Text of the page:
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Learning inequalities during the Covid-19 pandemic. A longitudinal analysis using the UK Understanding Society 2020 and 2021 data

Learning inequalities during the Covid-19 pandemic. A longitudinal analysis using the UK Understanding Society 2020 and 2021 data
Learning inequalities during the Covid-19 pandemic. A longitudinal analysis using the UK Understanding Society 2020 and 2021 data
•The transition to distance schooling has exacerbated inequalities by socio-economic status (SES) due both to the gap in the volume of schoolwork completed and to the relative ability or inability of some parents to support their children’s learning.
•While parental occupation alone was found to be a significant determinant of differences in the volume of schoolwork among students, its effect was amplified when combined with student access to computers, family circumstances and parental working patterns.
•The provision of schoolwork improved in both primary and secondary schools in the second closure period (January 2021 through February 2021) compared to the first school closure period (from late March 2020 to the start of June 2020). The number of offline and online lessons per day increased and this led to a larger volume of schoolwork being done, from 2.3 hours per day to 3.3 hours per day in primary schools, and from 2.6 hours per day to 4 hours per day in secondary schools.
•The increase in schoolwork provision can be explained by the improved provision of lessons, by greater availability of computers and by the fact that families were better prepared for the second school closure and could engage more with the schoolwork provided.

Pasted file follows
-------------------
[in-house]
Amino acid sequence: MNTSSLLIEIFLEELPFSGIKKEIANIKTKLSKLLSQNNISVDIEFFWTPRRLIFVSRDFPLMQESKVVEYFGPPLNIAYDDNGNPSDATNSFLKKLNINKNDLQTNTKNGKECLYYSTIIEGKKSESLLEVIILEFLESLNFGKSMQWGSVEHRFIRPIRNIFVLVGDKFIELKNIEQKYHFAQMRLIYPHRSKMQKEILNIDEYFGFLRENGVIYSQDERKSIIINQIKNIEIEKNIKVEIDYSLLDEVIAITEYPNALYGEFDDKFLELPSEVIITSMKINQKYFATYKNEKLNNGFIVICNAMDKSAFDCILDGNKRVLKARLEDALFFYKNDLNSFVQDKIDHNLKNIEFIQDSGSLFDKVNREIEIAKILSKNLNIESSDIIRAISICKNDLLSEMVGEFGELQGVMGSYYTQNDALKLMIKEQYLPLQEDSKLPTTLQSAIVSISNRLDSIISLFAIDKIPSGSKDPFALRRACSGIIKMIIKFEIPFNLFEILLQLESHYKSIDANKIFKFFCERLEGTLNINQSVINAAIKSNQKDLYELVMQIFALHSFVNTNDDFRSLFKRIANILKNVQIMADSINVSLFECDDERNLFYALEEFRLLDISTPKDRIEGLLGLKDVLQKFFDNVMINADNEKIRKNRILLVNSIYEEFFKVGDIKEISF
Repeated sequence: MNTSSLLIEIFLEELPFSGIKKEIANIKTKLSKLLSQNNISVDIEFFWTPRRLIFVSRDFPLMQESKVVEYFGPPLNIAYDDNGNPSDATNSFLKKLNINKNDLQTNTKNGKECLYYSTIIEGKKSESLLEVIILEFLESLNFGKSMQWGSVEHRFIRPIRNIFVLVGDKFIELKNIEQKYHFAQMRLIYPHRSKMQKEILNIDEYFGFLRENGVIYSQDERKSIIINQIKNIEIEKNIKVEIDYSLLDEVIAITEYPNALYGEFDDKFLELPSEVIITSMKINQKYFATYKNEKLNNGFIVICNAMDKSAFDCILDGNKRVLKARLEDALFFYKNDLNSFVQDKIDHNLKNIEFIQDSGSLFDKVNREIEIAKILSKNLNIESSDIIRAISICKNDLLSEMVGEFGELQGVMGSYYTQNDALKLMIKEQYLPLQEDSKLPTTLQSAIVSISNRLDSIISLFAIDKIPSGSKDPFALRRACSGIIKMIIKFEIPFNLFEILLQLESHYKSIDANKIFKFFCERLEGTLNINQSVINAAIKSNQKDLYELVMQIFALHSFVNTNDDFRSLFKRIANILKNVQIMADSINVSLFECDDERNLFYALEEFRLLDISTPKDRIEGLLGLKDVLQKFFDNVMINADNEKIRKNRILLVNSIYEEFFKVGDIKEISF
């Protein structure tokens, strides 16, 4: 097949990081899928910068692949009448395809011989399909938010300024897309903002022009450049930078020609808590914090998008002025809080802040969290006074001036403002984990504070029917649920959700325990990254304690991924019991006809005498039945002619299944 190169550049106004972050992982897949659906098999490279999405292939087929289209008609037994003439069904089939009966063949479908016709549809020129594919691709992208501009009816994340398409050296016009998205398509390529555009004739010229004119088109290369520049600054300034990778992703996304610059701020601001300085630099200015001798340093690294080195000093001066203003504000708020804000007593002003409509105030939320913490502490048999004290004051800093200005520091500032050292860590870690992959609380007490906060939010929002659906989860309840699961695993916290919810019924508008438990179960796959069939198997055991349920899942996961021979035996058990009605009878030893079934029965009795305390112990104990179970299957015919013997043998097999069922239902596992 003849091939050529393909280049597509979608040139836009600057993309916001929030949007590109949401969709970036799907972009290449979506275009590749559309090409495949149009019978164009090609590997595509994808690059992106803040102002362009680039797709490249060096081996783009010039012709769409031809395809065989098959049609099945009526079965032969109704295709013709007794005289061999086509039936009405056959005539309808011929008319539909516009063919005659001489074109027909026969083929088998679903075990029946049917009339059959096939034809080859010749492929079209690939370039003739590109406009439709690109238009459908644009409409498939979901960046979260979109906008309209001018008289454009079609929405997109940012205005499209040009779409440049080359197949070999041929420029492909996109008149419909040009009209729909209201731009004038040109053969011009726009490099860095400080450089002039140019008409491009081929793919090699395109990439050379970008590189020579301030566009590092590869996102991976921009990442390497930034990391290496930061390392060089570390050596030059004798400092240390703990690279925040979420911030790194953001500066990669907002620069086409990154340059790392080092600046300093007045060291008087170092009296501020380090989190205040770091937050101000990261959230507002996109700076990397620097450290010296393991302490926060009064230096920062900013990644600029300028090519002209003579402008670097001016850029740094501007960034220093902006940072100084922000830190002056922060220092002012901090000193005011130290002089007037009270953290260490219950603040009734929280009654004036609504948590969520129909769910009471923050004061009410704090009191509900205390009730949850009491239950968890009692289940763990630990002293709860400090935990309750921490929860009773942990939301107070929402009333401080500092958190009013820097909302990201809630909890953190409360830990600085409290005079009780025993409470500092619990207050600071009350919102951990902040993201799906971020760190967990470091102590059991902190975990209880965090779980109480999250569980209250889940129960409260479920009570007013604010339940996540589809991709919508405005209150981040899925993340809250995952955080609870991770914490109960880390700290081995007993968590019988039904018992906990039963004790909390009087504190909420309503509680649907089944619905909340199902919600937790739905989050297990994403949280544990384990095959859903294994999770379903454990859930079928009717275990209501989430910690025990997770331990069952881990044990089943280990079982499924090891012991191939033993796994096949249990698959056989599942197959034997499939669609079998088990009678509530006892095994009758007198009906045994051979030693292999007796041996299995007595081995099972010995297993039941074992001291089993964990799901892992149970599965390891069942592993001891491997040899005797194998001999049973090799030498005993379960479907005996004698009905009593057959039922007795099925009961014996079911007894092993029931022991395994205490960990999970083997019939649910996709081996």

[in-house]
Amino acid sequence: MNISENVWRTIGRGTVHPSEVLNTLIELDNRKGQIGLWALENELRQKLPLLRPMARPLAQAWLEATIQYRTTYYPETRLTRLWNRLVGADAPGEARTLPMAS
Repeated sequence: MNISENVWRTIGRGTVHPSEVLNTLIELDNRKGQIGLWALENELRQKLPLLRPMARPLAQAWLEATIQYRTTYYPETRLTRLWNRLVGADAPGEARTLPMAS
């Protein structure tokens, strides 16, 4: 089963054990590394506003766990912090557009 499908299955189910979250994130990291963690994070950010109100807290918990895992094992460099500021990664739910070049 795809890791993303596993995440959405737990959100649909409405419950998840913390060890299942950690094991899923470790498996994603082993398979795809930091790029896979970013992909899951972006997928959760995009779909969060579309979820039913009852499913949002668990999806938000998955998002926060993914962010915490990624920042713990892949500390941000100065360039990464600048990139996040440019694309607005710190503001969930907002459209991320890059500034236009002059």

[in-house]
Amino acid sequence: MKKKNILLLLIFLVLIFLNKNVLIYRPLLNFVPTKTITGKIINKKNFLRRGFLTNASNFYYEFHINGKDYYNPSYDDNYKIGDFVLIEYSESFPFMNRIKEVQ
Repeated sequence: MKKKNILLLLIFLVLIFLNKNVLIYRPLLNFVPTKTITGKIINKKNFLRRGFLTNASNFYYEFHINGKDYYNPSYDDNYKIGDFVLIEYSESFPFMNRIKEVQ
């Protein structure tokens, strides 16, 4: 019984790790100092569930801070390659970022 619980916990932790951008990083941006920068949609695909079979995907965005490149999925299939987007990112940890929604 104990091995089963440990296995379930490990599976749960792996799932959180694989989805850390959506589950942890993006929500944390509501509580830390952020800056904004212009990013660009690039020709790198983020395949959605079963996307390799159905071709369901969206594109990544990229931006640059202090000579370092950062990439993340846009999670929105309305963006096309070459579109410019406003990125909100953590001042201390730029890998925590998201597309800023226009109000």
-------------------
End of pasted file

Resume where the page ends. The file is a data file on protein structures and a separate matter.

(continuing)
•The results show that in January 2021 the gaps between ‘service class’ students (students whose parents are large employers, higher managers and professionals) and ‘routine class’ students (students whose parents are in routine and semi-routine sales, service, technical, agricultural and clerical occupations) reduced and became non-significant for primary school pupils. Service class and ‘intermediate class’ children (those whose parents are lower managerial, administrative and professional, small employers and own account workers) did not receive any more support from their parents than routine class children.
•Primary school children of single parents who worked from home were able to reduce the gap in schoolwork done compared to the most advantaged socio-economic group, but generally, inequalities between socio-economic groups in the uptake of schoolwork remained stable between the two school closure periods.
University of Southampton
Pensiero, Nicola
a4abb10f-51db-493d-9dcc-5259e526e96b
Kelly, Anthony
1facbd39-0f75-49ee-9d58-d56b74c6debd
Bokhove, Christian
7fc17e5b-9a94-48f3-a387-2ccf60d2d5d8
Pensiero, Nicola
a4abb10f-51db-493d-9dcc-5259e526e96b
Kelly, Anthony
1facbd39-0f75-49ee-9d58-d56b74c6debd
Bokhove, Christian
7fc17e5b-9a94-48f3-a387-2ccf60d2d5d8